There's nothing special about the major and minor scales - merely a selection of notes to ensure a minimum of score accidentals.

The chromatic scale contains all 12 notes spaced one semitone apart.

It just so happens that the Major scale uses notes
0(root), 2,4,5,7,9,11 and 12
and the Minor scale
0(root) 2,3,5,7,8,11 and 12

The stave should have been altered at the time to accommodate all 12 notes thereby ensuring an exact visually related pitch scale and avoiding the need for sharps and flats.

By contrast, imagine building the Round Table working with Merlin's distorted carpenter's 12' rule - but shrunk to 8" because of King Arthur being conversant with only the chivalrous "Major scale" numbers 0,2,4,5,7,9,11 and 12 and therefore not finding much use for the missing numbers 1,3,6,8,10.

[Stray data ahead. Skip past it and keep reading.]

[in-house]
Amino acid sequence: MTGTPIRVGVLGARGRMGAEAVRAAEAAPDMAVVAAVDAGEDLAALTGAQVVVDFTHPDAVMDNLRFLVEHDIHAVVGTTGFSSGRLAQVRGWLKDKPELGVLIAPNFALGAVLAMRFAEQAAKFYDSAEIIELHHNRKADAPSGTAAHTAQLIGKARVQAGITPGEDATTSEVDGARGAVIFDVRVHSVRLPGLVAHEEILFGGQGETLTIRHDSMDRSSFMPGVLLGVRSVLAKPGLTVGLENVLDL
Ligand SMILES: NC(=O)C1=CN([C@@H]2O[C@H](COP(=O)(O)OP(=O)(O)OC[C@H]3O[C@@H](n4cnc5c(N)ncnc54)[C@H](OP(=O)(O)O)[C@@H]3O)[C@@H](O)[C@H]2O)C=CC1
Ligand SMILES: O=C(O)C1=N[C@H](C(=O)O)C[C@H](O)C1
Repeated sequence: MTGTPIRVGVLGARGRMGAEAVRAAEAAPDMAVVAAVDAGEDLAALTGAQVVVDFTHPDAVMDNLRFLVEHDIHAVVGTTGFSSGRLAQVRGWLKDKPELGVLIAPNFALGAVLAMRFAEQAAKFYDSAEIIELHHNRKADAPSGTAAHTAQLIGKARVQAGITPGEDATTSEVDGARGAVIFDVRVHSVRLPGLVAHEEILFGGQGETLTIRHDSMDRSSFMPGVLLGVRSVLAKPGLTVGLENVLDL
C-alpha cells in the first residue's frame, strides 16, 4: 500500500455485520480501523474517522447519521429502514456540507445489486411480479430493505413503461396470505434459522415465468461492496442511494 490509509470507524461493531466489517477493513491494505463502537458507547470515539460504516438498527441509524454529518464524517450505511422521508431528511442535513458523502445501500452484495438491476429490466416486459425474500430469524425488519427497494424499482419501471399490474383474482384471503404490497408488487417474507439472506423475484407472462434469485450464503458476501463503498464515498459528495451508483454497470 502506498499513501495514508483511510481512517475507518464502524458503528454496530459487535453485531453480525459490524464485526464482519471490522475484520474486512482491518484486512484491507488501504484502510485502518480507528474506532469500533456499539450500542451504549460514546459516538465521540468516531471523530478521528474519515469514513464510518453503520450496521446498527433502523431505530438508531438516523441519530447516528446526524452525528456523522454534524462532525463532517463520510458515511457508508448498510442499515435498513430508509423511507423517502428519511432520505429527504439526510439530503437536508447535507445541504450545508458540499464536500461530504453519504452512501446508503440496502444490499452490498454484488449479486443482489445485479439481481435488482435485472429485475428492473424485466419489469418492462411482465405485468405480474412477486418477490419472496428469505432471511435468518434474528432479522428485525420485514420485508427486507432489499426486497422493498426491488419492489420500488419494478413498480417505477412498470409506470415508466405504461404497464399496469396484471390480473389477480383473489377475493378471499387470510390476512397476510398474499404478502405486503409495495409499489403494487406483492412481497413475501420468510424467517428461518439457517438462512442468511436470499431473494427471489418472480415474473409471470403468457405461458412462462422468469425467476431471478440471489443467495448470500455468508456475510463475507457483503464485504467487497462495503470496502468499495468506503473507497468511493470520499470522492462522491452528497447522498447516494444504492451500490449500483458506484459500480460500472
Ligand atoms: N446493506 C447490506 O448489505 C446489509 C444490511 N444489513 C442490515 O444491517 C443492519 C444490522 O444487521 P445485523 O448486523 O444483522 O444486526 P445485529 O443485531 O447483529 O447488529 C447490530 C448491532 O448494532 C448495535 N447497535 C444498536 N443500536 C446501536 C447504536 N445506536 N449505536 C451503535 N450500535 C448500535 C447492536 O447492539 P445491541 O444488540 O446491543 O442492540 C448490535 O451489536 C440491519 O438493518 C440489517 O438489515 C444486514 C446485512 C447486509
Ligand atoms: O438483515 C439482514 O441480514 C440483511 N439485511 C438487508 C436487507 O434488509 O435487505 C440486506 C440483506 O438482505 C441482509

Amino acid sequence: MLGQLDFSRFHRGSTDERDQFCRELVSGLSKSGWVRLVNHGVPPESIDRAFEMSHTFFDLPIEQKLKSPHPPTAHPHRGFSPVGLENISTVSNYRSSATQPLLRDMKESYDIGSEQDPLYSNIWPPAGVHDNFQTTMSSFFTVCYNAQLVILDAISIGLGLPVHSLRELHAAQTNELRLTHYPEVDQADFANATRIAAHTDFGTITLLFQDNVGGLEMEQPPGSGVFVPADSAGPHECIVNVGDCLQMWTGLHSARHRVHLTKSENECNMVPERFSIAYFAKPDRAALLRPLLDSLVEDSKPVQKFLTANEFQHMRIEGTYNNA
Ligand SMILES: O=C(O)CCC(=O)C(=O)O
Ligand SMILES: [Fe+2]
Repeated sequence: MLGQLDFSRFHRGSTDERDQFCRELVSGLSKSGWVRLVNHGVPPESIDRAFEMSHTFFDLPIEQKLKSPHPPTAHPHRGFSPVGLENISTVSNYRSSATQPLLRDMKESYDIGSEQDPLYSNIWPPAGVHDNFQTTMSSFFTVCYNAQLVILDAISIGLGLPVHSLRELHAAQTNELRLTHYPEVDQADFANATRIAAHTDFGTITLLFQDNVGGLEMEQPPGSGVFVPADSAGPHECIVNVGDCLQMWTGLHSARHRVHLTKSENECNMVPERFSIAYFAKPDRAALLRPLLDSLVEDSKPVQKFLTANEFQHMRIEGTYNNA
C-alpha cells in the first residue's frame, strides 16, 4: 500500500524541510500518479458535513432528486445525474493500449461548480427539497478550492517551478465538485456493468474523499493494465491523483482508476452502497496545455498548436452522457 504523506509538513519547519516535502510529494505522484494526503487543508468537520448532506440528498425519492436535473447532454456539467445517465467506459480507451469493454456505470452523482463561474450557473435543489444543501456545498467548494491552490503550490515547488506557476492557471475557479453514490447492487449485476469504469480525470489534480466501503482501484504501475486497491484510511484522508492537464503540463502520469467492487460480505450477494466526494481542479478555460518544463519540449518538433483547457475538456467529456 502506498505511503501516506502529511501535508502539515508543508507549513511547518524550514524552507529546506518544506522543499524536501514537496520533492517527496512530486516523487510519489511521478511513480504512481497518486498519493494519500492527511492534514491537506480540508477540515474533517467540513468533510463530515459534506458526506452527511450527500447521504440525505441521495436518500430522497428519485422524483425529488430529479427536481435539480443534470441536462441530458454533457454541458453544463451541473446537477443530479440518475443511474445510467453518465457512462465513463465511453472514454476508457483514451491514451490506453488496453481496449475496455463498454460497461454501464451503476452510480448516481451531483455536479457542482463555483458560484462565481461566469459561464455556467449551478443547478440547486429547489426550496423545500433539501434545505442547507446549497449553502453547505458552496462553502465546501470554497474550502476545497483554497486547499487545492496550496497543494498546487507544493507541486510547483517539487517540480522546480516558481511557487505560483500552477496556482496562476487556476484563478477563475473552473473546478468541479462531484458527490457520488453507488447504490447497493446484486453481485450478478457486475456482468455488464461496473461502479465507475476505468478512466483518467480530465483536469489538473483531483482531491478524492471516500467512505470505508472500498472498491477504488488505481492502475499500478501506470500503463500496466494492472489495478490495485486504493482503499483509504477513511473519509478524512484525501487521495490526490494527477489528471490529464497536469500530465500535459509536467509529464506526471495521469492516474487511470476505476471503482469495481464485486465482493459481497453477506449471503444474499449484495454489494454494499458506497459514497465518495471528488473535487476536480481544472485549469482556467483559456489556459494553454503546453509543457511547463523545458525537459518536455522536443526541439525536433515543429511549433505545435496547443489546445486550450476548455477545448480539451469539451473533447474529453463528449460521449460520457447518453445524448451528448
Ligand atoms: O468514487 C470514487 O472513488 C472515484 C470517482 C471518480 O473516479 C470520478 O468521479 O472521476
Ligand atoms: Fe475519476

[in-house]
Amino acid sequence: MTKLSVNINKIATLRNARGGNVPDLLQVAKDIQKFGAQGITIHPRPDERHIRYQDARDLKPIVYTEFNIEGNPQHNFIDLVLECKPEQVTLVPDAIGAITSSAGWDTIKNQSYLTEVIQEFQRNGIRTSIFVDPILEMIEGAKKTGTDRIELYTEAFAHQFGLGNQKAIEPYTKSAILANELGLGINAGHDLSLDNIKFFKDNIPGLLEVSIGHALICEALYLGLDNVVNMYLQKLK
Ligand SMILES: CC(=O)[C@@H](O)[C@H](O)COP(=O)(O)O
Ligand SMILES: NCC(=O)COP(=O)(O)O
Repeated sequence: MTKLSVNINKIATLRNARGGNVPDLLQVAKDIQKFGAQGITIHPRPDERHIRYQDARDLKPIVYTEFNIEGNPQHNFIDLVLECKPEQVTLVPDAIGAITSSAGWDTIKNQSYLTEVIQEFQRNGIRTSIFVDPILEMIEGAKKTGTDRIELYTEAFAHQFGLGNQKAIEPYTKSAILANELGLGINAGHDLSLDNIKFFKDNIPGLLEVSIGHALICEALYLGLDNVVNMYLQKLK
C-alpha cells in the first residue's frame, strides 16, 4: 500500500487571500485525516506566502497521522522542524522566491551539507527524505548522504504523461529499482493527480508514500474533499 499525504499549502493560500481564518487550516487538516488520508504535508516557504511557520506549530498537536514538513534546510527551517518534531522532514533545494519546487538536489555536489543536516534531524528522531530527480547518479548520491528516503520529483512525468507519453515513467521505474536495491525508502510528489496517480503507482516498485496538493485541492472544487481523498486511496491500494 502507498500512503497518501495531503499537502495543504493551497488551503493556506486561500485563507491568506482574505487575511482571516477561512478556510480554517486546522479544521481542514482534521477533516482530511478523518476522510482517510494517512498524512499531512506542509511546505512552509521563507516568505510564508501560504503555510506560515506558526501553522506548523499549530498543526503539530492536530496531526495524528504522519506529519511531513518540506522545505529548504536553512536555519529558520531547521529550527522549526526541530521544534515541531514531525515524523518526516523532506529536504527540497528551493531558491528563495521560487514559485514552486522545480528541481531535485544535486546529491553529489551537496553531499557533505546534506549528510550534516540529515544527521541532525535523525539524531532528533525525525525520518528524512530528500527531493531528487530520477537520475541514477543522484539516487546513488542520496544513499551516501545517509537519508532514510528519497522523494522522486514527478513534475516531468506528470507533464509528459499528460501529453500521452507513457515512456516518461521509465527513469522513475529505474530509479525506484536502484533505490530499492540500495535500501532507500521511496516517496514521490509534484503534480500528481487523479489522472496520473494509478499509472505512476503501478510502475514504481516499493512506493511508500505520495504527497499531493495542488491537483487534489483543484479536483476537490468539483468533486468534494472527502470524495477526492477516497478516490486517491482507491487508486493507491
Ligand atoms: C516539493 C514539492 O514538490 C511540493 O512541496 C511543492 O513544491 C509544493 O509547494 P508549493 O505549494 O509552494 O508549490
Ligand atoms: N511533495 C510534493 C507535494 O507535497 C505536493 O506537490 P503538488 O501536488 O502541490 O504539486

The compact 8" long rule had to come with a mumbo-jumbo calculation for squeezing in the missing numbers (if needed). For

1" sharpen 0 or flatten 2
3" sharpen 2 or flatten 4
6 sharpen 5 or flatten 7
8" sharpen 7 or flatten 9
10" sharpen 9 or flatten 11

And yet that is what today's Computer Age children are force-fed.

Once again - are there 12 "basic" notes in 2004 or a stunted 7?

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#927883 - 10/04/04 07:22 AM Re: 7 or 12 notes to the octave
Lightnin Offline
Full Member

Registered: 07/17/04
Posts: 210
 Quote:
Originally posted by btb:
Once again - are there 12 "basic" notes in 2004 or a stunted 7? [/b]
We happen to like sharps and flats, they add much to the music.

Sorry btb, I'm no longer interested. See any theory web site for these basic fundamentals. It is as it is, and has been so a few hundred years. To get a clue, you need to do some homework first.

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#927884 - 10/04/04 11:24 AM Re: 7 or 12 notes to the octave